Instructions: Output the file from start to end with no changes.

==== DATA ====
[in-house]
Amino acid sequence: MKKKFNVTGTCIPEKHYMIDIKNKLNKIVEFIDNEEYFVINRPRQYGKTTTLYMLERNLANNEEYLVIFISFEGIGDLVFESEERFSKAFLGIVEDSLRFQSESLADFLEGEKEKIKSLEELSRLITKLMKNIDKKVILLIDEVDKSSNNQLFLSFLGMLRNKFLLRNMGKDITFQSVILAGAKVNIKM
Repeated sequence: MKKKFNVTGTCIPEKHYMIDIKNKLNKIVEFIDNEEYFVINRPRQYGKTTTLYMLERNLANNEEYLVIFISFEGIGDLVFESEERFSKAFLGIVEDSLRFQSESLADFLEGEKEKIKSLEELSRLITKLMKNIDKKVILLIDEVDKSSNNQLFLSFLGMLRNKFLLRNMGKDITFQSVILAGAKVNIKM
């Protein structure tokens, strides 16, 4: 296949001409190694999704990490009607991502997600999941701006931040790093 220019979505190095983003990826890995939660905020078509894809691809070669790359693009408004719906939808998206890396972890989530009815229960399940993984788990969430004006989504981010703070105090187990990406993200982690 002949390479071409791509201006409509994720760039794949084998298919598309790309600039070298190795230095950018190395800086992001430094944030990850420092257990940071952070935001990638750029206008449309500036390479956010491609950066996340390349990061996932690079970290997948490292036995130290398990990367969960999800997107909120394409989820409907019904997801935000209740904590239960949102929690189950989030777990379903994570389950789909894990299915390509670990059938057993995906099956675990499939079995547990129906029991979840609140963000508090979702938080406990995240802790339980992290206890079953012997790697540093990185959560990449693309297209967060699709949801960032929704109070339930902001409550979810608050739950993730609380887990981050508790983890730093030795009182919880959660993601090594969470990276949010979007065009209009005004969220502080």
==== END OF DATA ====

[in-house]
Amino acid sequence: MKKKFNVTGTCIPEKHYMIDIKNKLNKIVEFIDNEEYFVINRPRQYGKTTTLYMLERNLANNEEYLVIFISFEGIGDLVFESEERFSKAFLGIVEDSLRFQSESLADFLEGEKEKIKSLEELSRLITKLMKNIDKKVILLIDEVDKSSNNQLFLSFLGMLRNKFLLRNMGKDITFQSVILAGAKVNIKM
Repeated sequence: MKKKFNVTGTCIPEKHYMIDIKNKLNKIVEFIDNEEYFVINRPRQYGKTTTLYMLERNLANNEEYLVIFISFEGIGDLVFESEERFSKAFLGIVEDSLRFQSESLADFLEGEKEKIKSLEELSRLITKLMKNIDKKVILLIDEVDKSSNNQLFLSFLGMLRNKFLLRNMGKDITFQSVILAGAKVNIKM
């Protein structure tokens, strides 16, 4: 296949001409190694999704990490009607991502997600999941701006931040790093 220019979505190095983003990826890995939660905020078509894809691809070669790359693009408004719906939808998206890396972890989530009815229960399940993984788990969430004006989504981010703070105090187990990406993200982690 002949390479071409791509201006409509994720760039794949084998298919598309790309600039070298190795230095950018190395800086992001430094944030990850420092257990940071952070935001990638750029206008449309500036390479956010491609950066996340390349990061996932690079970290997948490292036995130290398990990367969960999800997107909120394409989820409907019904997801935000209740904590239960949102929690189950989030777990379903994570389950789909894990299915390509670990059938057993995906099956675990499939079995547990129906029991979840609140963000508090979702938080406990995240802790339980992290206890079953012997790697540093990185959560990449693309297209967060699709949801960032929704109070339930902001409550979810608050739950993730609380887990981050508790983890730093030795009182919880959660993601090594969470990276949010979007065009209009005004969220502080």